Last year, the US Equal Employment Opportunity Commission adopted a rule proposed by then-President Barack Obama that would require organizations with more than 100 employees to submit summary pay data to the commission each year as part of their EEO-1 reports, showing what employees of each gender, race, and ethnicity earn. The rule, which is scheduled to go into effect in March 2018, is intended to help the EEOC identify pay gaps between men and women and among employees of different races, but opponents have called it overly burdensome and invasive and cast doubt on whether it will actually help close those gaps.
The election of President Donald Trump last November, however, meant that this and other employment-related policies created by the Obama administration were likely to be reversed. Trump has nominated two Republicans to the EEOC, who if confirmed are expected to join acting chair Victoria Lipnic in withdrawing the pay reporting requirement. Republicans in Congress are also working to prevent the agency from implementing the requirement. For these reasons, Allen Smith explains at SHRM, many employers are unsure whether to prepare to comply with a regulation that might very well be overturned:
However, Connie Bertram, an attorney with Proskauer in Washington, D.C., said, “While we await the passage of the final 2018 appropriations bill, employers should continue to operate under the assumption that the revised Form EEO-1 will be implemented as planned. This is particularly true in light of EEOC’s silence on the revised Form EEO-1.” …
Employers were originally in wait-and-see mode but increasingly are leaning toward starting to make preparations to comply, [David Goldstein, an attorney with Littler in Minneapolis] said. Some clients of his are doing trial runs of filling out the new forms based on 2016 data and working out any issues in their HRIS, he noted, calling this the “most conservative approach.”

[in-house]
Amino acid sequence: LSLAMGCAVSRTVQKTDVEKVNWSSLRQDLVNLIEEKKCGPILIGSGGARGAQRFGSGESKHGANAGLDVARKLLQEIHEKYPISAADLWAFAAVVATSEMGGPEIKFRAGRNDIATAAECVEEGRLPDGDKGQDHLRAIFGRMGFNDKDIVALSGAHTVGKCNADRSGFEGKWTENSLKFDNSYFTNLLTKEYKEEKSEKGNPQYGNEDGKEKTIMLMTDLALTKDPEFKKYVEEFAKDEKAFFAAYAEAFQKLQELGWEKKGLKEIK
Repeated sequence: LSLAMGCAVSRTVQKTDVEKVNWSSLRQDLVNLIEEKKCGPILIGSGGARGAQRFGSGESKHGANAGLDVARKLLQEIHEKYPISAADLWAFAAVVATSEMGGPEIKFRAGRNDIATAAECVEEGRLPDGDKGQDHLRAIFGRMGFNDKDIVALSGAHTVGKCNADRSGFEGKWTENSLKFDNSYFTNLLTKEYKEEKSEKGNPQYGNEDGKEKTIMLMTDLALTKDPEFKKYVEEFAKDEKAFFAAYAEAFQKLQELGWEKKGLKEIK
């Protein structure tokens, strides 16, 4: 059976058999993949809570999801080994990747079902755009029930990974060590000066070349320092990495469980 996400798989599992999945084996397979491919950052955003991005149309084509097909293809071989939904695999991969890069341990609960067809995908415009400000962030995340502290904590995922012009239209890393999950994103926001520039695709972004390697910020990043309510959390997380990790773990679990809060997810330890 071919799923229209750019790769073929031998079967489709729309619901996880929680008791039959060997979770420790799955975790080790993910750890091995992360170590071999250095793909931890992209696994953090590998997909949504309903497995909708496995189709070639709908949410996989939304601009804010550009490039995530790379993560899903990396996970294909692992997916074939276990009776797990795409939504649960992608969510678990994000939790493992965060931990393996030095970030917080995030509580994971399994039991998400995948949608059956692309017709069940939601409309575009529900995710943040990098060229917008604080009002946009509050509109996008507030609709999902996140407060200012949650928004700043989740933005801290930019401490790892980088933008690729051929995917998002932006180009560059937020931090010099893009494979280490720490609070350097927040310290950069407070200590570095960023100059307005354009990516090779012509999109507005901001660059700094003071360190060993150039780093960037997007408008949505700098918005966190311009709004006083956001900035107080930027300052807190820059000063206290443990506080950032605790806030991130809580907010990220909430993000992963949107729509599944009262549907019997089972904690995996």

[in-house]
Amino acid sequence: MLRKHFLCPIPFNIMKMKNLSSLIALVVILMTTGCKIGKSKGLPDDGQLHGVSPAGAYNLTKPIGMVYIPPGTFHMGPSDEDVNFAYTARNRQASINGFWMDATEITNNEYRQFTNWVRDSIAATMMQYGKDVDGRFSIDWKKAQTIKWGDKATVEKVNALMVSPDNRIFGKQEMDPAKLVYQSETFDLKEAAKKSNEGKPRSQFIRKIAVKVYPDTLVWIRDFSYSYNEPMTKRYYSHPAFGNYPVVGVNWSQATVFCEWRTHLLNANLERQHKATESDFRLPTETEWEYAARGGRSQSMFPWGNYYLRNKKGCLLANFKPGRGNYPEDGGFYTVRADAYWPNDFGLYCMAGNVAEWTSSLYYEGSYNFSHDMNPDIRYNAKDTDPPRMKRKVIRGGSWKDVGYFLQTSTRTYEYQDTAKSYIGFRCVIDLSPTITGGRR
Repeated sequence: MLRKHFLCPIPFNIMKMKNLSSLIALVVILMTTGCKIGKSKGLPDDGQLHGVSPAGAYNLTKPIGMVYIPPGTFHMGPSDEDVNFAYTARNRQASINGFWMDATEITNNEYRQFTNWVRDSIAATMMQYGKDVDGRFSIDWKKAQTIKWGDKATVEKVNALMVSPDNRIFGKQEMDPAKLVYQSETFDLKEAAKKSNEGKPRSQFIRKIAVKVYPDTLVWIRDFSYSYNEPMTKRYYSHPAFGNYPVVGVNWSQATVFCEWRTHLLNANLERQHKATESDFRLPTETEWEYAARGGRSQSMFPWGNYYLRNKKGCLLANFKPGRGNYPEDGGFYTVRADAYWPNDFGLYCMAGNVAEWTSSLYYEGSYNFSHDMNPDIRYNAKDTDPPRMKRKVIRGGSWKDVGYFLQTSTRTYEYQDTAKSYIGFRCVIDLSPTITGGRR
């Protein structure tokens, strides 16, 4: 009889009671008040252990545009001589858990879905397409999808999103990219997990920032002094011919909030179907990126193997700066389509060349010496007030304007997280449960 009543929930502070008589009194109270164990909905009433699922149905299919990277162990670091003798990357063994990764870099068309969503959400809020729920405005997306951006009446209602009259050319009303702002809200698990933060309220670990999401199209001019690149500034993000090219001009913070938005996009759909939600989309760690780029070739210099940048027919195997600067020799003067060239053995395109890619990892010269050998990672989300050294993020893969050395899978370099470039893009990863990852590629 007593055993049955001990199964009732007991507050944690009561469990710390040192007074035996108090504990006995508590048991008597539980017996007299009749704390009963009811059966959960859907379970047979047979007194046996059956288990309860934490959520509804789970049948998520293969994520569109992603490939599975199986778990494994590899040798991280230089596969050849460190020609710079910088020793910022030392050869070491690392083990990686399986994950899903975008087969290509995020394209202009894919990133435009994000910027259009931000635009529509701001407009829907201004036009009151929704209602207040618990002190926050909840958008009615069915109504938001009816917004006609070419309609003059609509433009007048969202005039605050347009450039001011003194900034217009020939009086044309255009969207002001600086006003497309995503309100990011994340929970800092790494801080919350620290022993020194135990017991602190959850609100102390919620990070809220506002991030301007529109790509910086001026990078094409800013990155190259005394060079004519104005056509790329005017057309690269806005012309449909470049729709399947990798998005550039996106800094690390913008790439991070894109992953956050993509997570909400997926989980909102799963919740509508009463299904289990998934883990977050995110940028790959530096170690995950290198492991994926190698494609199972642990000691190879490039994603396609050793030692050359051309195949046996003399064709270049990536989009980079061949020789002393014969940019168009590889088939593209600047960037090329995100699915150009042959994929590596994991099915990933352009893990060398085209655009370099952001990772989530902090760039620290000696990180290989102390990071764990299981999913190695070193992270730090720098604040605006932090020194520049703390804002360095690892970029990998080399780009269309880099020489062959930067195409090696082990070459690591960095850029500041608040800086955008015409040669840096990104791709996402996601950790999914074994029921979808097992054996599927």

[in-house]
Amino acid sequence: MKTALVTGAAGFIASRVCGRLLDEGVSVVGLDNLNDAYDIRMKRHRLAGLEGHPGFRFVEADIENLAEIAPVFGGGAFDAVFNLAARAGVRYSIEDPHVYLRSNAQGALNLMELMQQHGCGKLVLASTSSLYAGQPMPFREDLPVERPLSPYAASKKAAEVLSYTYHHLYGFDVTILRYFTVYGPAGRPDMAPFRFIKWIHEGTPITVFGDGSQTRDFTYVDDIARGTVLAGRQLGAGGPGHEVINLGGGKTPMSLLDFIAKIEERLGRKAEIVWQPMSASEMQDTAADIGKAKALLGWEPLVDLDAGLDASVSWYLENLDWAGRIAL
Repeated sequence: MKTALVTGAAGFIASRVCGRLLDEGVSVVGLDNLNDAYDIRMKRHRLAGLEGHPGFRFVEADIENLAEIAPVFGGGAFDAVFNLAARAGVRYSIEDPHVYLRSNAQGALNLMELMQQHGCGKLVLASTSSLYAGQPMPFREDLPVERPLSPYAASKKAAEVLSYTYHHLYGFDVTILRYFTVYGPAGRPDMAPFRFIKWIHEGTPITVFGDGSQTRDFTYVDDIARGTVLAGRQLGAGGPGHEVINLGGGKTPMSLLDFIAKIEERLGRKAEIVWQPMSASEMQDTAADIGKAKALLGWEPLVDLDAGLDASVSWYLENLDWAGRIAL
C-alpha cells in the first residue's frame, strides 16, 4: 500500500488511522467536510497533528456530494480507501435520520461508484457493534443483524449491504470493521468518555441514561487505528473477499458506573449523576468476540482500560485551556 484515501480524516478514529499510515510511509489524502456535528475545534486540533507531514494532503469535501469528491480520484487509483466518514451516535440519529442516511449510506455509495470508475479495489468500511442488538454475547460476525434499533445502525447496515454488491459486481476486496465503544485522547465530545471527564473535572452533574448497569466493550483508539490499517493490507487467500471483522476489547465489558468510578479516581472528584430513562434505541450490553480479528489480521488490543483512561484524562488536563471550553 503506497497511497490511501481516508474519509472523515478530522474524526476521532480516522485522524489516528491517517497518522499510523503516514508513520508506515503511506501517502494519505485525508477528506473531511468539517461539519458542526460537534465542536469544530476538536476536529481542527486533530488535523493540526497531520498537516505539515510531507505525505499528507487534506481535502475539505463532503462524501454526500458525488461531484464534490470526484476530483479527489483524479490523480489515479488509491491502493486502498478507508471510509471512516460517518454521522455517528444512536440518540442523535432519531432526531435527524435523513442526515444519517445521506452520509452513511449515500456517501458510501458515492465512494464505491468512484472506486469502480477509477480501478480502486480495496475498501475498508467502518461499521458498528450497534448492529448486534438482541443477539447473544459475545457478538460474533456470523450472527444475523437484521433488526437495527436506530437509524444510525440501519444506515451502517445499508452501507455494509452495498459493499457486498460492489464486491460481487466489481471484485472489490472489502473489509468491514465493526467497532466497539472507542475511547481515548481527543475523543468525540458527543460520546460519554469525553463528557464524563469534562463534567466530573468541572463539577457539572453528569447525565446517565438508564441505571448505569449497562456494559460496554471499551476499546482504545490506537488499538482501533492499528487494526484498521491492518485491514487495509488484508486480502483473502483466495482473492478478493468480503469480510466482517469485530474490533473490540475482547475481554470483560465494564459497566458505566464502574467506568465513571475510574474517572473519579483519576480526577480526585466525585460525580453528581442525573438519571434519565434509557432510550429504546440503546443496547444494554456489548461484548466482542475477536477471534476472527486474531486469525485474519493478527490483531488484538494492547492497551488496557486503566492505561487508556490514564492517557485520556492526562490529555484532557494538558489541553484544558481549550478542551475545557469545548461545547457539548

Others tell Smith that while employers should be prepared to take steps toward compliance if it looks like the rule will come into force after all, it looks likely to be reversed, so employers who are able to make those preparations quickly can afford to wait and see in the meantime:
“How long employers can go without making specific, concrete preparations will depend on the employer,” said Bill Osterndorf, president, HR Analytical Services in Hales Corners, Wis. “Larger employers with multiple pay systems and complex workforces may need to begin developing and testing reports months before the 2018 EEO-1 report must be filed. Employers with sophisticated reporting systems and extensive IT support, as well as employers with a relatively small number of employees and relatively simple compensation structures, may be able to wait until the end of the year before preparation on filing the revised EEO-1 report.”